Urs Lesse’s expertise is in the field of political science, but he also has a more hands-on interest.
Every four weeks he gives up his time to help people fix their phones, in his home city of Aachen in the west of Germany.
But he can’t help you with any make of phone – just one brand called Fairphone.
For the past eight years, Mr. Lesse has been an active member of an unpaid skills-sharing network of dedicated Fairphone users. He organizes local community meetings and helps with repairs.
“I don’t repair phones if I don’t have to, but I have always been strongly motivated to encourage people to try to fix their own Fairphones by themselves,” he says.
“It has always been a matter of passing on information and taking the inhibition away from the people to dare and open their phones,” he explains.
With a modular design, Fairphone devices allow components such as the display screen, battery, USB ports, and cameras to easily be exchanged, repaired, and customized by their owners.
“The Fairphone 2 could be taken apart in under two minutes,” says Mr. Lesse. “There were models where you didn’t even need tools to take the display off in order to replace it yourself.”
Fairphone customers range from programmers who have been drawn to the software possibilities of the phones, to consumers in search of a more sustainable product.
The firm started in 2013 and follows four principles: sourcing raw materials from non-conflict mining areas, and making products that are recyclable, long-lasting, and repairable.
According to United Nations figures, a record 53.6m tonnes of electronic waste was generated worldwide in 2019 – up 21% in just five years – with mobile phones making up a significant part of this. What’s more, only 17% of electronic waste was recycled.
Fairphone argues that by making phones easy to fix they can have a longer working life, generating less waste and so having a positive impact on the environment.
“We know that by increasing the lifespan of a phone by at least two years, you get a 30% reduction in CO2 emissions,” says Fairphone co-founder Miquel Ballester.
So far, the Dutch firm has sold some 400,000 devices – which means it is a very small player in the smartphone market.
“Fairphone is still a niche product, which can’t be found in many stores, which is why the community network is important,” says Mr. Lesse.
Yet Fairphone has created waves within the industry, particularly in Germany, where it has earned a significant body of support.
Germany has presented Fairphone with numerous certifications and awards, most notably 2016 the German Environmental Award, the most lucrative environmental prize in Europe.
Mr. Ballester believes this government acclaim, as opposed to industry market recommendations, is one of the reasons Fairphone has gained such a sizeable following in Germany in comparison to other European markets.
Germans tend to be less attached to the status of big brands and are therefore more experimental with trying smaller European ones, the company says.
In Hamburg, Ingo Strauch, who also volunteers to help fellow users, says that many people mention data privacy and the easy use of the phone over its environmental benefits.
The firm’s popularity in Germany could also be due to Germany’s individual purchasing power. “Germany is a wealthy country. The willingness to reach deeper into your pocket for a seemingly fair product is therefore also higher,” says Mr. Lesse.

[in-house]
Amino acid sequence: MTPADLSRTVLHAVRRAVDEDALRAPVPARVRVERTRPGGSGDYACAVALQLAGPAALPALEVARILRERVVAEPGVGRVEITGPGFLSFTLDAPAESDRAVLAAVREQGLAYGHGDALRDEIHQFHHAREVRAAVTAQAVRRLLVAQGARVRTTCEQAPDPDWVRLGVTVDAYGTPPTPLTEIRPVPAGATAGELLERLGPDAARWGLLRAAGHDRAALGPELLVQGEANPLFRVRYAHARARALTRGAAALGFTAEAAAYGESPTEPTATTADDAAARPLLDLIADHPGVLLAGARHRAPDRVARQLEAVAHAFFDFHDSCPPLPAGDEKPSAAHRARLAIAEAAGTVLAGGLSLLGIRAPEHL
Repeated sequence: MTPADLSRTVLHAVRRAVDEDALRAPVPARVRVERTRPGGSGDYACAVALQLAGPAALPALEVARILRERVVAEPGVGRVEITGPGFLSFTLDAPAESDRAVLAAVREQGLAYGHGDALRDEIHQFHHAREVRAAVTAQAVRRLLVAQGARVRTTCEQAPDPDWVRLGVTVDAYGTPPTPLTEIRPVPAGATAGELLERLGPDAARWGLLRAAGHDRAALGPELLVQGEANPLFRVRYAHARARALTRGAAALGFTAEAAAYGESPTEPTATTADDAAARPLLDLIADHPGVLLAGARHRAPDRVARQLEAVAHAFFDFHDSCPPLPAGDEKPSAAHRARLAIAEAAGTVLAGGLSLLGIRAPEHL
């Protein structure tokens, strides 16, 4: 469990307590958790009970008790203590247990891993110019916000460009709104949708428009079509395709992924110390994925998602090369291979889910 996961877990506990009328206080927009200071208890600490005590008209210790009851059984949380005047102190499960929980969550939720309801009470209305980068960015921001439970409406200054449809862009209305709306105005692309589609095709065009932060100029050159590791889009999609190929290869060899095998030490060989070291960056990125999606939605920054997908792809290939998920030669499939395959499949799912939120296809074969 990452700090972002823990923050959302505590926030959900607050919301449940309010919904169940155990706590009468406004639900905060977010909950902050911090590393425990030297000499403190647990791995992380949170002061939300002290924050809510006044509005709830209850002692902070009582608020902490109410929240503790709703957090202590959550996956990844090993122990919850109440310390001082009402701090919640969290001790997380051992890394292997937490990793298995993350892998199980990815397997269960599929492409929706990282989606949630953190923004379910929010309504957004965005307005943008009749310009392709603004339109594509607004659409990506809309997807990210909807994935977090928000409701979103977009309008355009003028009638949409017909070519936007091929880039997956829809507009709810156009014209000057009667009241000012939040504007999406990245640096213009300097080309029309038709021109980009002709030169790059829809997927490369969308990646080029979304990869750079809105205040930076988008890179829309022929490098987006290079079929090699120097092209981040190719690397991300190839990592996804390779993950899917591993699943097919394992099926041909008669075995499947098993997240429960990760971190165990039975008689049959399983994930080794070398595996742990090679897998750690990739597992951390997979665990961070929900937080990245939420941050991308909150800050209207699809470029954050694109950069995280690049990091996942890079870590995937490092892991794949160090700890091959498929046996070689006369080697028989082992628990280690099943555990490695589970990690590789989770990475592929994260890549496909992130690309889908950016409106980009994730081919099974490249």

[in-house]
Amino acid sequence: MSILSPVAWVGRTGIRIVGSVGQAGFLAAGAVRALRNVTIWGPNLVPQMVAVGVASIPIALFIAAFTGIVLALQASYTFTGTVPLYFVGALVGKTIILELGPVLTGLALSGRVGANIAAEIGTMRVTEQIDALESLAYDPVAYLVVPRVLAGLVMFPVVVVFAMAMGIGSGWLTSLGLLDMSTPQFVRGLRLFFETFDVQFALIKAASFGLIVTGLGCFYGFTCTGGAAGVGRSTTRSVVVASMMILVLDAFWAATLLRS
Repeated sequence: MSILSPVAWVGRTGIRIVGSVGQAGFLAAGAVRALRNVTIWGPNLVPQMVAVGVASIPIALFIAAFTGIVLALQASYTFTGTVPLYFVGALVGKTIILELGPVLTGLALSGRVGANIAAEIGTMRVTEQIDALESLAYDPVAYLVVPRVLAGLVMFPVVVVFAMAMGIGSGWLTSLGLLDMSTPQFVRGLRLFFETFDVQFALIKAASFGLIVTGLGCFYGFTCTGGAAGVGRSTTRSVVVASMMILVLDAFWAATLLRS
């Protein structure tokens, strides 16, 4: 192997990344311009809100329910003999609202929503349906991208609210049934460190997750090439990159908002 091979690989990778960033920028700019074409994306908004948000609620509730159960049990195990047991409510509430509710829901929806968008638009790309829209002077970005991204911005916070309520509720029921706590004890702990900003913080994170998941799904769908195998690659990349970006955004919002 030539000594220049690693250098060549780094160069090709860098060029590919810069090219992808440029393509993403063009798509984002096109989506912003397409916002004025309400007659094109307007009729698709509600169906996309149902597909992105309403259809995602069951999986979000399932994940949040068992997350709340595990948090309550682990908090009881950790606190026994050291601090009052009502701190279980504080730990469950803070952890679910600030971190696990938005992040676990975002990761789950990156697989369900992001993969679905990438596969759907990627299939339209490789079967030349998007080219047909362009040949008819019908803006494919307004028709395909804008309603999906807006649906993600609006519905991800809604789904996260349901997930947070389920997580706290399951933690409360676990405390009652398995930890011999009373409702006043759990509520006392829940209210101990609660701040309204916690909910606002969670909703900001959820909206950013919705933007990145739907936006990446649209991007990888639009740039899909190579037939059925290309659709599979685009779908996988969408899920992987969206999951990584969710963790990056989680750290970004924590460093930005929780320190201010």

Fairphone says its priority is not just growth, it wants to change the way the industry works. “We don’t want to necessarily become the biggest of the industry, but we want to become the most influential and make sure other manufacturers mirror some of the initiatives that we have,” says Mr. Ballester.
There is some evidence of a preference shift in wider society, says Prof Sigrid Kannengiesser, who specializes in media practices and sustainability at Bremen University.
She points to the rise of repair cafés in western Europe and North America, and also to the recent announcement by the European Commission establishing a right to repair,
“Consumers, politicians but also some actors in the economy understand that our societies and the way of living of many people must become more sustainable,” says Prof Kannengiesser.
The big players in the industry have been taking note. Last year Apple launched its “self-service repair” initiative, giving customers access to Apple parts and tools.
“Self Service Repair is intended for individual technicians with the knowledge and experience to repair electronic devices,” says the firm.
So how does Fairphone’s latest model, the Fairphone 4, compare with other mobiles?
Chris Hall, of gadgets website Pocket-lint.com, is broadly positive: “The Fairphone 4 is a solid mid-range device, but its unique selling point is sustainability, rather than stand-out performance in any other area.
“It’s impressive that it offers some water resistance, but it’s not protected to the same extent as flagship phones. That’s a minor downside considering that this is a mid-range device.
“As such, while it offers reasonable performance, it’s never going to be a powerhouse, and when it comes to sheer performance.”
Fairphone is not the only phone manufacturer focusing on sustainability. Family-owned and German-based Shiftphones, founded in 2014, has also developed a modular sustainable smartphone.
Sales have been doubling every year in the past six years, but it too is a small player, having sold 70,000 devices.
Shiftphones founder and chief executive Samuel Waldeck believes that collaboration would improve the two firms’ ability to influence their bigger competitors.
“I think it would be a very important signal to work together, also for the rest of the market,” he says.
“The whole industry is working against you… if you join forces you would have more units alone, which would change a lot.”